4. Anticipated subcontractors, and their costs;
  5. Billing options for subcontractors and contractor management (markup) fees; and
  6. A list of references.



Ideally, when you need a consultant for investigation and cleanup help you will have time to go through the steps outlined in this guidance document.  However, in the event of an emergency, you may require the immediate services of a consultant until the situation is contained and stabilized.  Under these circumstances you wouldn't have time to fully investigate a consultant.  In an emergency, your report to the Minnesota Duty Officer ((651) 649-5451 (metro); 1-800-422-0798 (non-metro)) will put you in touch with the MDA Emergency Response Team, who may be able to provide you with information on consultants who are prepared to deal with emergency situations.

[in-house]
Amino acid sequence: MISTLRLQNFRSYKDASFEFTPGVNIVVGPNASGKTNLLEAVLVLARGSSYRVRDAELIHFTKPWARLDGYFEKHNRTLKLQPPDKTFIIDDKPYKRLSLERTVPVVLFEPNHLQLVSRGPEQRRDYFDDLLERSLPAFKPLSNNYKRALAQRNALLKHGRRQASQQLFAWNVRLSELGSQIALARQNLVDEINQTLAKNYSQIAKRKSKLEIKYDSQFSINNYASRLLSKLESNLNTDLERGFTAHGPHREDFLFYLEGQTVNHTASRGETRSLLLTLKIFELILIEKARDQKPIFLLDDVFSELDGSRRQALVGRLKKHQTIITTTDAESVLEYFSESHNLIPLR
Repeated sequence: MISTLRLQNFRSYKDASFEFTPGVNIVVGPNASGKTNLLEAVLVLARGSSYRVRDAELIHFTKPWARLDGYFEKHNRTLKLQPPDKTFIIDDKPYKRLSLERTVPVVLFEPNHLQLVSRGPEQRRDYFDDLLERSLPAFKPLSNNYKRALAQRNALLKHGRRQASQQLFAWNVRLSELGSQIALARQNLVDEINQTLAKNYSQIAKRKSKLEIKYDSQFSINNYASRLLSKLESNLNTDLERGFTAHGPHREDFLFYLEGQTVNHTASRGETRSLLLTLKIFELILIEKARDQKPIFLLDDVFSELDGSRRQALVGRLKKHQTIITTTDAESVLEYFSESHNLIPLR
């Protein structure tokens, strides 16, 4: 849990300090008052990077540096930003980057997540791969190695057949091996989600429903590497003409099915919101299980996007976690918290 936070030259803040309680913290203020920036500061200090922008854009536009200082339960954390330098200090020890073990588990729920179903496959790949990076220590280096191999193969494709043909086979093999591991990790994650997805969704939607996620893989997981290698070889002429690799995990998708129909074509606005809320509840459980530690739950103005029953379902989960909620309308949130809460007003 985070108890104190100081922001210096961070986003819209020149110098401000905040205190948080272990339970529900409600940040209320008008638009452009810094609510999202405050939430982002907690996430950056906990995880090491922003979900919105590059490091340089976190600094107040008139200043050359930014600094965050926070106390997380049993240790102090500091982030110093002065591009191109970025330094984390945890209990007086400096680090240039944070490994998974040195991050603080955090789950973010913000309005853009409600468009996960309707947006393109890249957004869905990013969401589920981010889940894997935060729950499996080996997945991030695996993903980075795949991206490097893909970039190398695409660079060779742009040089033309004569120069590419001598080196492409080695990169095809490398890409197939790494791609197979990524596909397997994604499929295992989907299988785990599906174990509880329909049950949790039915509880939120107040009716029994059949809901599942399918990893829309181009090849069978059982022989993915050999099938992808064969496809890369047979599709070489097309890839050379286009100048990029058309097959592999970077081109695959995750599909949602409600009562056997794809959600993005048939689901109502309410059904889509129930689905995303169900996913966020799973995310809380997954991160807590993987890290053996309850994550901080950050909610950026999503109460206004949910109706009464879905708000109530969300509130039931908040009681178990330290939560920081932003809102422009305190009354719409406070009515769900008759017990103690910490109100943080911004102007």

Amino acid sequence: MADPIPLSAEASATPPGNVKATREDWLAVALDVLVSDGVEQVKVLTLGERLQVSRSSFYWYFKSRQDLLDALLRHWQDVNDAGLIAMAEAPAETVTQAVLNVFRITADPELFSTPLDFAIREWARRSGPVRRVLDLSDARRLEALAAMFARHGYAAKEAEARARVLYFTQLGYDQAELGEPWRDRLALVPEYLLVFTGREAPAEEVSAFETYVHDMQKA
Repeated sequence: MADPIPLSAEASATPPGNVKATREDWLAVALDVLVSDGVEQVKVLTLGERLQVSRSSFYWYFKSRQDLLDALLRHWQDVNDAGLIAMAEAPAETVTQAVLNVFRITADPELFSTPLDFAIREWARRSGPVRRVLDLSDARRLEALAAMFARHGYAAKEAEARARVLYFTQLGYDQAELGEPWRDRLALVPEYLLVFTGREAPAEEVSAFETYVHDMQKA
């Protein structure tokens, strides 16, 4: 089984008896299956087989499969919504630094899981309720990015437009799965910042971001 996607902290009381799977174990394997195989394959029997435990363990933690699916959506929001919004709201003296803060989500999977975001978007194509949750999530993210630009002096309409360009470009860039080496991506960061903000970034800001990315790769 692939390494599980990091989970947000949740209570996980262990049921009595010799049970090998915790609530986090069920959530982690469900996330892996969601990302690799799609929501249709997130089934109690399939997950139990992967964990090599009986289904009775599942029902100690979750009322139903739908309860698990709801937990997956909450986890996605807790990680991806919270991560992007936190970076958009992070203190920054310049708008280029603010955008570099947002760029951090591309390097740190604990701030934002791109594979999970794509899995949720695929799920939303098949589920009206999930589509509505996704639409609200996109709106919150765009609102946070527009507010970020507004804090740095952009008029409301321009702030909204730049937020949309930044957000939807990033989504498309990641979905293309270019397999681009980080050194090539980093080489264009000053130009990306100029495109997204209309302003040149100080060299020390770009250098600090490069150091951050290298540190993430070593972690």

Consultants hired for emergency response do not have to be retained to complete the investigation.  If you are not satisfied with a consultant's performance in handling the emergency, you should not feel obligated to continue contracting with the company for the remainder of the site investigation and cleanup.



Your best interests, both legally and financially, are served by hiring experienced, competent companies to handle investigations and cleanups of agricultural chemical incidents. Also, you are responsible for making sure the investigation and cleanup is conducted properly and in a timely manner. Remember, the same rules apply for any contract or consultant work:


  1. A consultant who attempts to minimize technical or legal requirements for an adequate cleanup is probably not the consultant you should hire.
  2. If it sounds too good to be true, it probably is.
  3. Cheaper is not always better.